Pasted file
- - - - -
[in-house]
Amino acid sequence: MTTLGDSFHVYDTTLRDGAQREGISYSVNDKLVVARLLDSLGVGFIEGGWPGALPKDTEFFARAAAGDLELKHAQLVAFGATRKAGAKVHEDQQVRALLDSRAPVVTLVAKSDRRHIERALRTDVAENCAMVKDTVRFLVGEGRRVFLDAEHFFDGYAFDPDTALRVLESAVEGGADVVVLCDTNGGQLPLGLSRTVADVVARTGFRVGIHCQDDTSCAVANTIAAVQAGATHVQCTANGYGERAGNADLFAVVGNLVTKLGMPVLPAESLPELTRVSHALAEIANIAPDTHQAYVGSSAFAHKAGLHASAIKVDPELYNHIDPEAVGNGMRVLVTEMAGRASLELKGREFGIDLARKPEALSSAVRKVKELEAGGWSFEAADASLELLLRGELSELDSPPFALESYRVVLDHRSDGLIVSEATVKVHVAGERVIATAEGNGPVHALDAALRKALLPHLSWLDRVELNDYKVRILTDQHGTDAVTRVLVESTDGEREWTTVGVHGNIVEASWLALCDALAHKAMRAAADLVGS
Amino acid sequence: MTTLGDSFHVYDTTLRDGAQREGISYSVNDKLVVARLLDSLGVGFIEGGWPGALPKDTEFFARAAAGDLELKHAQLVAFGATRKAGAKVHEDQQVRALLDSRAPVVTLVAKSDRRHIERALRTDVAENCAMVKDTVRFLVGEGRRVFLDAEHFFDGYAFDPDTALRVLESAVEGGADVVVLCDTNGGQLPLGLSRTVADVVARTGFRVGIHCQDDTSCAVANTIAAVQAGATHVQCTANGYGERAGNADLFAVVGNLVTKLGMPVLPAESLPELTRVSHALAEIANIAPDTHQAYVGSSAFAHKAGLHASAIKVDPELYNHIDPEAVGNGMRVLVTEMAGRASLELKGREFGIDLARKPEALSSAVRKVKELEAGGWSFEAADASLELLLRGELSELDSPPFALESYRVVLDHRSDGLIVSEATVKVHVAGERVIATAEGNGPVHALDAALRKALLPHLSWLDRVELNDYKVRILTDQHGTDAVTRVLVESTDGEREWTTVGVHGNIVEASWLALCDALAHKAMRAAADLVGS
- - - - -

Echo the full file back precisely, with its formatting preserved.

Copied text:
[in-house]
Amino acid sequence: MTTLGDSFHVYDTTLRDGAQREGISYSVNDKLVVARLLDSLGVGFIEGGWPGALPKDTEFFARAAAGDLELKHAQLVAFGATRKAGAKVHEDQQVRALLDSRAPVVTLVAKSDRRHIERALRTDVAENCAMVKDTVRFLVGEGRRVFLDAEHFFDGYAFDPDTALRVLESAVEGGADVVVLCDTNGGQLPLGLSRTVADVVARTGFRVGIHCQDDTSCAVANTIAAVQAGATHVQCTANGYGERAGNADLFAVVGNLVTKLGMPVLPAESLPELTRVSHALAEIANIAPDTHQAYVGSSAFAHKAGLHASAIKVDPELYNHIDPEAVGNGMRVLVTEMAGRASLELKGREFGIDLARKPEALSSAVRKVKELEAGGWSFEAADASLELLLRGELSELDSPPFALESYRVVLDHRSDGLIVSEATVKVHVAGERVIATAEGNGPVHALDAALRKALLPHLSWLDRVELNDYKVRILTDQHGTDAVTRVLVESTDGEREWTTVGVHGNIVEASWLALCDALAHKAMRAAADLVGS
Amino acid sequence: MTTLGDSFHVYDTTLRDGAQREGISYSVNDKLVVARLLDSLGVGFIEGGWPGALPKDTEFFARAAAGDLELKHAQLVAFGATRKAGAKVHEDQQVRALLDSRAPVVTLVAKSDRRHIERALRTDVAENCAMVKDTVRFLVGEGRRVFLDAEHFFDGYAFDPDTALRVLESAVEGGADVVVLCDTNGGQLPLGLSRTVADVVARTGFRVGIHCQDDTSCAVANTIAAVQAGATHVQCTANGYGERAGNADLFAVVGNLVTKLGMPVLPAESLPELTRVSHALAEIANIAPDTHQAYVGSSAFAHKAGLHASAIKVDPELYNHIDPEAVGNGMRVLVTEMAGRASLELKGREFGIDLARKPEALSSAVRKVKELEAGGWSFEAADASLELLLRGELSELDSPPFALESYRVVLDHRSDGLIVSEATVKVHVAGERVIATAEGNGPVHALDAALRKALLPHLSWLDRVELNDYKVRILTDQHGTDAVTRVLVESTDGEREWTTVGVHGNIVEASWLALCDALAHKAMRAAADLVGS